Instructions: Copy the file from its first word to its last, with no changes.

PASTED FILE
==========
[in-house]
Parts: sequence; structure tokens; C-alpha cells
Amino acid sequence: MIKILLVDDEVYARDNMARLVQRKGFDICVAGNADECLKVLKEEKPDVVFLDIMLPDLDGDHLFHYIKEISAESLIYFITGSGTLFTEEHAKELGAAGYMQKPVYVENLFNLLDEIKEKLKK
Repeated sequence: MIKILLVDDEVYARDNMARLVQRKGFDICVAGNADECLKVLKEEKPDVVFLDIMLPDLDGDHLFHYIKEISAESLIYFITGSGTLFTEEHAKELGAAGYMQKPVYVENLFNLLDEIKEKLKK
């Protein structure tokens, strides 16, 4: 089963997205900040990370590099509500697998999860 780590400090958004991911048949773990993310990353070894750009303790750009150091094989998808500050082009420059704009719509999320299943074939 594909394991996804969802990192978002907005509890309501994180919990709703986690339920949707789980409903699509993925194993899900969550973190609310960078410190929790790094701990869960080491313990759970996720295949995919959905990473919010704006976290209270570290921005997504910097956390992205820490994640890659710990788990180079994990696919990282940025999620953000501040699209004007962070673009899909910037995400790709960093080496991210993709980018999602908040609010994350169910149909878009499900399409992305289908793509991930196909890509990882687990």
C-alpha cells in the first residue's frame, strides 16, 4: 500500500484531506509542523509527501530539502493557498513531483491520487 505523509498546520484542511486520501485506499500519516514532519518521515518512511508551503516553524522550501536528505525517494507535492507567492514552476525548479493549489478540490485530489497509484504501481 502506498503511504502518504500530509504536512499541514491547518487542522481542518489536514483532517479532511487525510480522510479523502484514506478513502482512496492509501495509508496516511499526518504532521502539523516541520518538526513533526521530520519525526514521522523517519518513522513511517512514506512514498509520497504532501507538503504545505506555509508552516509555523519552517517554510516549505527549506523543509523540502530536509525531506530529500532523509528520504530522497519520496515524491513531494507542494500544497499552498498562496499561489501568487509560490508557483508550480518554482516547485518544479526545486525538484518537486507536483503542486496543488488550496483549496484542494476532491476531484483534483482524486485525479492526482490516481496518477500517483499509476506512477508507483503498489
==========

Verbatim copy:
[in-house]
Parts: sequence; structure tokens; C-alpha cells
Amino acid sequence: MIKILLVDDEVYARDNMARLVQRKGFDICVAGNADECLKVLKEEKPDVVFLDIMLPDLDGDHLFHYIKEISAESLIYFITGSGTLFTEEHAKELGAAGYMQKPVYVENLFNLLDEIKEKLKK
Repeated sequence: MIKILLVDDEVYARDNMARLVQRKGFDICVAGNADECLKVLKEEKPDVVFLDIMLPDLDGDHLFHYIKEISAESLIYFITGSGTLFTEEHAKELGAAGYMQKPVYVENLFNLLDEIKEKLKK
């Protein structure tokens, strides 16, 4: 089963997205900040990370590099509500697998999860 780590400090958004991911048949773990993310990353070894750009303790750009150091094989998808500050082009420059704009719509999320299943074939 594909394991996804969802990192978002907005509890309501994180919990709703986690339920949707789980409903699509993925194993899900969550973190609310960078410190929790790094701990869960080491313990759970996720295949995919959905990473919010704006976290209270570290921005997504910097956390992205820490994640890659710990788990180079994990696919990282940025999620953000501040699209004007962070673009899909910037995400790709960093080496991210993709980018999602908040609010994350169910149909878009499900399409992305289908793509991930196909890509990882687990």
C-alpha cells in the first residue's frame, strides 16, 4: 500500500484531506509542523509527501530539502493557498513531483491520487 505523509498546520484542511486520501485506499500519516514532519518521515518512511508551503516553524522550501536528505525517494507535492507567492514552476525548479493549489478540490485530489497509484504501481 502506498503511504502518504500530509504536512499541514491547518487542522481542518489536514483532517479532511487525510480522510479523502484514506478513502482512496492509501495509508496516511499526518504532521502539523516541520518538526513533526521530520519525526514521522523517519518513522513511517512514506512514498509520497504532501507538503504545505506555509508552516509555523519552517517554510516549505527549506523543509523540502530536509525531506530529500532523509528520504530522497519520496515524491513531494507542494500544497499552498498562496499561489501568487509560490508557483508550480518554482516547485518544479526545486525538484518537486507536483503542486496543488488550496483549496484542494476532491476531484483534483482524486485525479492526482490516481496518477500517483499509476506512477508507483503498489